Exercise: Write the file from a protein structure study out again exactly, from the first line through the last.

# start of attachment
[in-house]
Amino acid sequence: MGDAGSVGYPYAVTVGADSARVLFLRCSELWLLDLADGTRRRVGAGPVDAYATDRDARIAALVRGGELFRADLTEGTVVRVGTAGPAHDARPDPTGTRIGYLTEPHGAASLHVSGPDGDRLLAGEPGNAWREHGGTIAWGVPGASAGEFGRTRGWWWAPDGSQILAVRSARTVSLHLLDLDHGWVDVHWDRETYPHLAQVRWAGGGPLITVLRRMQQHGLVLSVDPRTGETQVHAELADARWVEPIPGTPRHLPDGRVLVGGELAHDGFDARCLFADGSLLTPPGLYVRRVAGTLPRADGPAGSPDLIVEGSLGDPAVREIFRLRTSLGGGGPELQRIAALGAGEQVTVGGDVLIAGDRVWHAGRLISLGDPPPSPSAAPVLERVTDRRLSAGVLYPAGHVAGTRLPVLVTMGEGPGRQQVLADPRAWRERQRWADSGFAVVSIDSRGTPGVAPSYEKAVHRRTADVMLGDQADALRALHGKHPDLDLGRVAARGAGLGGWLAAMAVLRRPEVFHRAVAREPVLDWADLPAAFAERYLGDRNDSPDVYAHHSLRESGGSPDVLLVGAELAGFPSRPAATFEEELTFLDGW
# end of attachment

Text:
[in-house]
Amino acid sequence: MGDAGSVGYPYAVTVGADSARVLFLRCSELWLLDLADGTRRRVGAGPVDAYATDRDARIAALVRGGELFRADLTEGTVVRVGTAGPAHDARPDPTGTRIGYLTEPHGAASLHVSGPDGDRLLAGEPGNAWREHGGTIAWGVPGASAGEFGRTRGWWWAPDGSQILAVRSARTVSLHLLDLDHGWVDVHWDRETYPHLAQVRWAGGGPLITVLRRMQQHGLVLSVDPRTGETQVHAELADARWVEPIPGTPRHLPDGRVLVGGELAHDGFDARCLFADGSLLTPPGLYVRRVAGTLPRADGPAGSPDLIVEGSLGDPAVREIFRLRTSLGGGGPELQRIAALGAGEQVTVGGDVLIAGDRVWHAGRLISLGDPPPSPSAAPVLERVTDRRLSAGVLYPAGHVAGTRLPVLVTMGEGPGRQQVLADPRAWRERQRWADSGFAVVSIDSRGTPGVAPSYEKAVHRRTADVMLGDQADALRALHGKHPDLDLGRVAARGAGLGGWLAAMAVLRRPEVFHRAVAREPVLDWADLPAAFAERYLGDRNDSPDVYAHHSLRESGGSPDVLLVGAELAGFPSRPAATFEEELTFLDGW